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Source‐Sink Carbon Relations in Two Panicum Coloratum Ecotypes in Response to Herbivory

Dyer, M. I., Acra, M. A., Wang, G. M., Coleman, D. C., Freckman, D. W., McNaughton, S. J., Strain, B. R.
Ecology 1991 v.72 no.4 pp. 1472-1483
C4 plants, Melanoplus sanguinipes, Panicum coloratum, Schistocerca americana, belowground biomass, carbon, carbon dioxide, defoliation, ecotypes, evolution, grasses, grasshoppers, grasslands, grazing intensity, habitats, harvesting, herbivores, leaves, models, phloem, regrowth, roots, stems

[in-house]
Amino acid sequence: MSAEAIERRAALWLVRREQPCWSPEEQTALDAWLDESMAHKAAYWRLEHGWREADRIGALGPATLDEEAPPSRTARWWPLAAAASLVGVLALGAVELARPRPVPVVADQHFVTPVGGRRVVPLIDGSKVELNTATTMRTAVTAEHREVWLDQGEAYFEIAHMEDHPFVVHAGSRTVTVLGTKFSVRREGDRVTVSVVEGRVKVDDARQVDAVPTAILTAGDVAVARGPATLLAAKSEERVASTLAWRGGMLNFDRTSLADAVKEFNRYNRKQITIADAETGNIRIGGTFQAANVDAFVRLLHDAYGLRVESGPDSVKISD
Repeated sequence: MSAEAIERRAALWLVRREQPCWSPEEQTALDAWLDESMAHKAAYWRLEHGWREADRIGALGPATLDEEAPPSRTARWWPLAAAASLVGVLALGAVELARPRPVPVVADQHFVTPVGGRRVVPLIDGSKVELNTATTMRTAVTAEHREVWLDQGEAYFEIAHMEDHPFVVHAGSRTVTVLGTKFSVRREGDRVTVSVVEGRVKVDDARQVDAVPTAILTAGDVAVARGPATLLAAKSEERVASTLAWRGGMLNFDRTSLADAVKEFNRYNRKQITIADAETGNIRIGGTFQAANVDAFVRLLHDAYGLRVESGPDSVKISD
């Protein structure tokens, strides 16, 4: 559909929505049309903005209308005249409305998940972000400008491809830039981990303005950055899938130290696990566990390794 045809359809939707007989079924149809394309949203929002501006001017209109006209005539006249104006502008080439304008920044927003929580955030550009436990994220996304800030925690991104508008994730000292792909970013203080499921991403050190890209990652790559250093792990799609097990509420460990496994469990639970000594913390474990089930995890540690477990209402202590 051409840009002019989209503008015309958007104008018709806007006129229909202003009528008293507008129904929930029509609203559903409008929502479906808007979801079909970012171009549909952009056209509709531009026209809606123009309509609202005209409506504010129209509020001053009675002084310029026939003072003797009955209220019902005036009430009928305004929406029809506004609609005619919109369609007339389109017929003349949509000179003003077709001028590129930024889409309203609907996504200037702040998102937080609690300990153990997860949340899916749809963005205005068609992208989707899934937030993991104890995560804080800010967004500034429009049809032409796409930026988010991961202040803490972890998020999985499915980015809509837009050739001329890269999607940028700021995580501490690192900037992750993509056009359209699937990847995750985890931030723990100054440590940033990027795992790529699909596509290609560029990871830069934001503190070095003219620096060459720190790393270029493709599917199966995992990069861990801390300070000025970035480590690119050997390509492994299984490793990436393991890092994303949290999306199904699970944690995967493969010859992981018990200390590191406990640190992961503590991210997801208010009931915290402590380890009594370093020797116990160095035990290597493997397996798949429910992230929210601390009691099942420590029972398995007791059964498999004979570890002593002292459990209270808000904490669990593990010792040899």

Population samples of an African C₄ grass, Panicum coloratum L., were collected from two locations in the Serengeti Grasslands varying in grazing intensity, one a high—grazing location (GA = grazing—adapted), the other a low—grazing location (NGA = nongrazing—adapted). Plants were cloned, put in controlled environments mimicking the natural photo—thermoperiod, and subjected to light grazing pressure by a generalist feeding North American grasshopper, Melanoplus sanguinipes. Carbon assimilation and redistribution were measured in the short term with an infrared gas analyzer and ¹ ¹C—labelled CO₂, coupled with a three—compartment analytical model, and by harvesting whole plants at the end of a 12—wk regrowth experiment. Results documented several significant differences between the GA and NGA samples, suggesting the evolution of physiological traits related to C assimilation, translocation, and storage in response to previous grazing history. Pregrazing net C—fixation rates, translocation rates, and C—storage pools were identical for the two ecotypes. After grazing, overall C—fixation rates were 39% higher for the GA plants, and the regrowth data suggest they remained higher than NGA rates throughout the experiment. Removal of < 10% of initial green—leaf biomass by grazing at each grazing period produced major differences in carbon flux between the two samples. Throughout the experiment GA plants produced and stored more C in leaves, stored less C in stem sinks, had higher phloem activity, and translocated more of the labile C to roots where it was stored in higher quantities. This suggests that storage of labile C reserves in sinks or pools readily accessible to the plant, which allows rapid mobilization after grazing, is an important element of adaptation to grazing. Major storage of labile reserves in stems, characteristic of the NGA plants, may be advantageous in ungrazed habitats where there is vertical growth due to canopy closure and competition for light, but such storage makes those reserves accessible to grazers. GA ecotype plants in the regrowth experiment compensated completely for the eight weekly defoliation events by the time of the 12—wk harvest; yield of the NGA ecotype was reduced 21% by the moderate level of grasshopper grazing. Increased total yield (biomass harvested plus compensation) by the GA ecotype was expressed in both above— and belowground biomass, suggesting that suppression of the latter does not contribute to compensation by the former.